ABU DHABI: George W. Bush (US president from 2001-2009), while rejecting Trump’s denials said there was pretty clear evidence that the Russians meddled in the 2016 US presidential election.
Giving a talk here on Thursday (8th of Feb) Bush added: “Whether they affected the outcome is another question…It’s problematic that a foreign nation is involved in our election system. Our democracy is only as good as people trust the results.”
It is pertinent to mention here that the intelligence agencies of USA, after due investigation, had confirmed that Russia did meddle in the said elections.
Though Trump had repeatedly denied any collusion with Russia, a number of investigations are being carried out to figure out whether Trump’s campaign aided Russia in its efforts.
N. Korean-US summit will not take place: Trump
WASHINGTON: In a correspondence addressed to North Korean Supreme Leader Kim Jong Un President Donald Trump has made it clear that due to North Korean anger and hostility the Singapore summit had been canceled.
Trump and Kim had been due to hold high-stakes talks on June 12 aimed at ridding the reclusive state of nuclear weapons, but the meeting was recently thrown into doubt as both sides raised the prospect of scrapping the discussions and traded threats.
Trump’s letter came a day after North Korea attacked US Vice President Mike Pence as “ignorant and stupid.” “Sadly, based on the tremendous anger and open hostility displayed in your most recent statement, I feel it is inappropriate, at this time, to have this long-planned meeting,” Trump wrote in a letter to Kim released by the White House.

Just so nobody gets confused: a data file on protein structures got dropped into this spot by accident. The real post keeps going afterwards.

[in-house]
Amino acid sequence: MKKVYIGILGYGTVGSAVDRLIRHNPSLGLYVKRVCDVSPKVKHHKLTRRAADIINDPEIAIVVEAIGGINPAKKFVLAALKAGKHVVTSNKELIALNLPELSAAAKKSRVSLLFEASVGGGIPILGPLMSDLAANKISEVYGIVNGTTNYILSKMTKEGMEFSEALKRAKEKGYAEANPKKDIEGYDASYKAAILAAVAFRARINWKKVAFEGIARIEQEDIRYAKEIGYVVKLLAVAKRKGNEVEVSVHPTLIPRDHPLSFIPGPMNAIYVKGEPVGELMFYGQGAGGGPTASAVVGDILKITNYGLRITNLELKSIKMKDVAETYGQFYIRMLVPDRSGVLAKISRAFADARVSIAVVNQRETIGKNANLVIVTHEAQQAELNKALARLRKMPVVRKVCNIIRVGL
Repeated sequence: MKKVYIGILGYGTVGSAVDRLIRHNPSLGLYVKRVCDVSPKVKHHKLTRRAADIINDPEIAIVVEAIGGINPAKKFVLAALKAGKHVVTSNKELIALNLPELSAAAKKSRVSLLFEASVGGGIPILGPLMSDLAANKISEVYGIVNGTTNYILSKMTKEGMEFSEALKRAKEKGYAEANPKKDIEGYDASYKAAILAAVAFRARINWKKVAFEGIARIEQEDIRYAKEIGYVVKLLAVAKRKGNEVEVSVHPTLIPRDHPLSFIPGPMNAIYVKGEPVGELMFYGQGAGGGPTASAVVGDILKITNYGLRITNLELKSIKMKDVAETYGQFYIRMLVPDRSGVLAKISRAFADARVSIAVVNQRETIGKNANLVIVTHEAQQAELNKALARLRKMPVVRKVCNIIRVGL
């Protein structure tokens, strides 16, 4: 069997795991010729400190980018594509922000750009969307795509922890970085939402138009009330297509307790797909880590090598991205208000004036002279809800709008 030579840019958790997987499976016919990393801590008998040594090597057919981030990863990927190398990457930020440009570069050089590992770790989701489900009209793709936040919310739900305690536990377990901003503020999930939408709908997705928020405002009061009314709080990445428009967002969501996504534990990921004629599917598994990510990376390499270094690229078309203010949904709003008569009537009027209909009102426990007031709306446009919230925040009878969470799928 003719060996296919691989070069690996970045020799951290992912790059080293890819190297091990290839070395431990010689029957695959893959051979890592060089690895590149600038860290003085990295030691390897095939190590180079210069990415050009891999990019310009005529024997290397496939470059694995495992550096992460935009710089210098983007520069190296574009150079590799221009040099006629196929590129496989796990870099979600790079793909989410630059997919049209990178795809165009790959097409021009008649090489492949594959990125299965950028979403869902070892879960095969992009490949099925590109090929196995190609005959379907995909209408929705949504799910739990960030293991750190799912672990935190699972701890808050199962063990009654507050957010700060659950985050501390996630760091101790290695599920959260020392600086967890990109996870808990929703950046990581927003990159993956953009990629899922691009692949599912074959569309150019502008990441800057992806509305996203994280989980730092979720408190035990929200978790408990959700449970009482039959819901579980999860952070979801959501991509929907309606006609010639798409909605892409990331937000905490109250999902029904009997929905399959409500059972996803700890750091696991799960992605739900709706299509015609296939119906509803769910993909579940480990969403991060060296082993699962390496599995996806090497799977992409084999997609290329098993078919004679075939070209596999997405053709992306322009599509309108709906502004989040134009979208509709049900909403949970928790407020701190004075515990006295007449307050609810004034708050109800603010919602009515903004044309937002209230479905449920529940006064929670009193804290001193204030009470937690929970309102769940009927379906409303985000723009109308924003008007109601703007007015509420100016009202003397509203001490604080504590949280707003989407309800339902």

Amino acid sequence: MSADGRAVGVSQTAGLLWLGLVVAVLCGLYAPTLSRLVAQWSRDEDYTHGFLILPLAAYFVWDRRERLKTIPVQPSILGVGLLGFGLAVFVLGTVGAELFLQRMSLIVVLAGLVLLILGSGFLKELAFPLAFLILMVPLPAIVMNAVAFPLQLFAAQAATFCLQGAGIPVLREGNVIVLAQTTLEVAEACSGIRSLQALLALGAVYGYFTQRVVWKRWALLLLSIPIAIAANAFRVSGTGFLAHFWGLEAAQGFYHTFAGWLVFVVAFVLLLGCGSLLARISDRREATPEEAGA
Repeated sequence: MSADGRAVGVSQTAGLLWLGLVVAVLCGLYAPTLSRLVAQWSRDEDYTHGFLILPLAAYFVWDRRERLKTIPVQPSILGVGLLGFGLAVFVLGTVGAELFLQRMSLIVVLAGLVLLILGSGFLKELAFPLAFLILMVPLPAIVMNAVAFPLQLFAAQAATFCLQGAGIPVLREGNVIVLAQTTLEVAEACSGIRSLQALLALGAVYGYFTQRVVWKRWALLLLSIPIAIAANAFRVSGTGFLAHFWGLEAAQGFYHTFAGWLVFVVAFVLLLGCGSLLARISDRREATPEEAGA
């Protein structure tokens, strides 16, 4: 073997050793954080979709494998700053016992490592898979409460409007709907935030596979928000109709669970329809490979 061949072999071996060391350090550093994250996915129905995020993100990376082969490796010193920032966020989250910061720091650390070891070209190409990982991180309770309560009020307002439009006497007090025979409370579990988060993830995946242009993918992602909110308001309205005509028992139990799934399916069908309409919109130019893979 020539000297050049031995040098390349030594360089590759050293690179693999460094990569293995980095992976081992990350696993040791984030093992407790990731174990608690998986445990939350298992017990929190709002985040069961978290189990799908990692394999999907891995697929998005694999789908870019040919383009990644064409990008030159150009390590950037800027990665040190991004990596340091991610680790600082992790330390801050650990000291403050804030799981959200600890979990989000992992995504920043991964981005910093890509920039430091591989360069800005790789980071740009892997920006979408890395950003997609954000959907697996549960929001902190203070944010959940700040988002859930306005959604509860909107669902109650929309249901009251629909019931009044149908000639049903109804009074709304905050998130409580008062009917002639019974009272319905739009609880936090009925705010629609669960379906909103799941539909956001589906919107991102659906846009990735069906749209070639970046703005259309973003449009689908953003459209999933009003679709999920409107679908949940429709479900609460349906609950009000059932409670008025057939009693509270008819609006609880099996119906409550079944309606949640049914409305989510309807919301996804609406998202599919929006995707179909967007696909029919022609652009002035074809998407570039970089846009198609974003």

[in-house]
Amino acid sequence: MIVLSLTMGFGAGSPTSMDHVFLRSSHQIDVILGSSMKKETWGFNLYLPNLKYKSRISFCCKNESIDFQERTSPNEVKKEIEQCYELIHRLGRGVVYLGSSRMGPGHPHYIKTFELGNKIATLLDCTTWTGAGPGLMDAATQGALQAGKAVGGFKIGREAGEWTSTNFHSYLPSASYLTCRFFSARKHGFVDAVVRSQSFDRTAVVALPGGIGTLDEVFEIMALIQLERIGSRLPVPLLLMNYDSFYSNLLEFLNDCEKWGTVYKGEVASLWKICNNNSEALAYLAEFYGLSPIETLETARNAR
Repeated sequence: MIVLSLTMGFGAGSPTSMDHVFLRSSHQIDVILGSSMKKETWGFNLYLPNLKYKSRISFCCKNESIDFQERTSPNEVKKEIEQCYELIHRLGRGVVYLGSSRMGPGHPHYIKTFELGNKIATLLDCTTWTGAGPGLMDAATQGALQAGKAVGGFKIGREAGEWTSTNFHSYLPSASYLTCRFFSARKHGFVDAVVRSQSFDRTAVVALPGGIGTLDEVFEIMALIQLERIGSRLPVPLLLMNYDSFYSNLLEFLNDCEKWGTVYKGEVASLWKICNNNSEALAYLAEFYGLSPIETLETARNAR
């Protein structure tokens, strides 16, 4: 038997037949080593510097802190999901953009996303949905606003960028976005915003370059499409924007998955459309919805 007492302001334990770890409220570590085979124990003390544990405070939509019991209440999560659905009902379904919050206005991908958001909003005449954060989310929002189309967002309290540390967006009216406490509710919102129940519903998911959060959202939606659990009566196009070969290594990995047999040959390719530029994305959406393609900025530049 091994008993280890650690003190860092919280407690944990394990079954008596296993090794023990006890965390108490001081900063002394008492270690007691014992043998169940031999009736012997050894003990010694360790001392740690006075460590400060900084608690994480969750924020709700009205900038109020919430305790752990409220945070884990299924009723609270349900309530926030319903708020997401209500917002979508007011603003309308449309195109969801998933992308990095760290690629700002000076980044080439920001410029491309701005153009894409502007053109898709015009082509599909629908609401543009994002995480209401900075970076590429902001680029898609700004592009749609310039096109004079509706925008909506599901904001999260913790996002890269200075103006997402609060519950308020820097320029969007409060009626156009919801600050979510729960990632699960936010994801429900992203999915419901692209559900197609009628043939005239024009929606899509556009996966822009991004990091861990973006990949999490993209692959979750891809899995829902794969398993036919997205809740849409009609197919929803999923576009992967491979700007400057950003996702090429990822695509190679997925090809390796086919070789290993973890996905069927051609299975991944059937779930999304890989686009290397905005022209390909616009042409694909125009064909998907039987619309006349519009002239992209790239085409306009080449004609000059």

“Therefore, please let this letter serve to represent that the Singapore summit, for the good of both parties, but to the detriment of the world, will not take place.”
Trump also brandished the threat of America’s nuclear might in his letter, writing: “You talk about your nuclear capabilities, but ours are so massive and powerful that I pray to God they will never have to be used.”
The US leader’s letter appeared to leave the door open to a future meeting with Kim, however, stressing that he had been “very much looking forward to being there.” “We greatly appreciate your time, patience, and effort with respect to our recent negotiations and discussions” relative to the summit, he told Kim.